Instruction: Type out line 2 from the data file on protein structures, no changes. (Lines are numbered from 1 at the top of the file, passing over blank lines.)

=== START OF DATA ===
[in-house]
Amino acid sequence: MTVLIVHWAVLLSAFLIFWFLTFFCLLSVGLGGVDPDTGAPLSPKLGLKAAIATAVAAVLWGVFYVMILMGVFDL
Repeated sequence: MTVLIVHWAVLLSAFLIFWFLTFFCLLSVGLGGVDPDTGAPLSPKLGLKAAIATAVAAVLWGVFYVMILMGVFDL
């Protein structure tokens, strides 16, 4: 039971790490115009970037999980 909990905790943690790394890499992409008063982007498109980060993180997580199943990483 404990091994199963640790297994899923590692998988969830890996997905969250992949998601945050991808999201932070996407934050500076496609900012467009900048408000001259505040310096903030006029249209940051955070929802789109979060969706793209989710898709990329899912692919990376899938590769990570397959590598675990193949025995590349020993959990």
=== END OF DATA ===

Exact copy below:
Amino acid sequence: MTVLIVHWAVLLSAFLIFWFLTFFCLLSVGLGGVDPDTGAPLSPKLGLKAAIATAVAAVLWGVFYVMILMGVFDL